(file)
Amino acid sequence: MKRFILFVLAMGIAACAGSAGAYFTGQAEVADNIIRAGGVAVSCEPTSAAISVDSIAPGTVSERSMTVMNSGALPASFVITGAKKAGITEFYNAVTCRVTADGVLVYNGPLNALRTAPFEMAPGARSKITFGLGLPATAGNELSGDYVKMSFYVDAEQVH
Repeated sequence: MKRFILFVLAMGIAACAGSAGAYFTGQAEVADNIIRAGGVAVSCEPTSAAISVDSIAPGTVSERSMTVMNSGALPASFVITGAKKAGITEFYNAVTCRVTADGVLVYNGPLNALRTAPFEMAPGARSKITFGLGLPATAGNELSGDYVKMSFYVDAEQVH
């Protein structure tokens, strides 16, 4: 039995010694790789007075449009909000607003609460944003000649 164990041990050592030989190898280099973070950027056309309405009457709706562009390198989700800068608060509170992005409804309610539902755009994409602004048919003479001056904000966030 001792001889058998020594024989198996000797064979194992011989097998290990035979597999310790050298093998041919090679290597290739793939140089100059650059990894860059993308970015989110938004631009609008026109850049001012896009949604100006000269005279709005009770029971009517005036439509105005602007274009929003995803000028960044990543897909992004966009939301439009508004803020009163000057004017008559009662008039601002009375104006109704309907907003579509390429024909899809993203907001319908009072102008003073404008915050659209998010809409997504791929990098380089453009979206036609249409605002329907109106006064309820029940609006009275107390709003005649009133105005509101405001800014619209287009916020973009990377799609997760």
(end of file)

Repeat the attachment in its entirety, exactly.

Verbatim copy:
Amino acid sequence: MKRFILFVLAMGIAACAGSAGAYFTGQAEVADNIIRAGGVAVSCEPTSAAISVDSIAPGTVSERSMTVMNSGALPASFVITGAKKAGITEFYNAVTCRVTADGVLVYNGPLNALRTAPFEMAPGARSKITFGLGLPATAGNELSGDYVKMSFYVDAEQVH
Repeated sequence: MKRFILFVLAMGIAACAGSAGAYFTGQAEVADNIIRAGGVAVSCEPTSAAISVDSIAPGTVSERSMTVMNSGALPASFVITGAKKAGITEFYNAVTCRVTADGVLVYNGPLNALRTAPFEMAPGARSKITFGLGLPATAGNELSGDYVKMSFYVDAEQVH
């Protein structure tokens, strides 16, 4: 039995010694790789007075449009909000607003609460944003000649 164990041990050592030989190898280099973070950027056309309405009457709706562009390198989700800068608060509170992005409804309610539902755009994409602004048919003479001056904000966030 001792001889058998020594024989198996000797064979194992011989097998290990035979597999310790050298093998041919090679290597290739793939140089100059650059990894860059993308970015989110938004631009609008026109850049001012896009949604100006000269005279709005009770029971009517005036439509105005602007274009929003995803000028960044990543897909992004966009939301439009508004803020009163000057004017008559009662008039601002009375104006109704309907907003579509390429024909899809993203907001319908009072102008003073404008915050659209998010809409997504791929990098380089453009979206036609249409605002329907109106006064309820029940609006009275107390709003005649009133105005509101405001800014619209287009916020973009990377799609997760």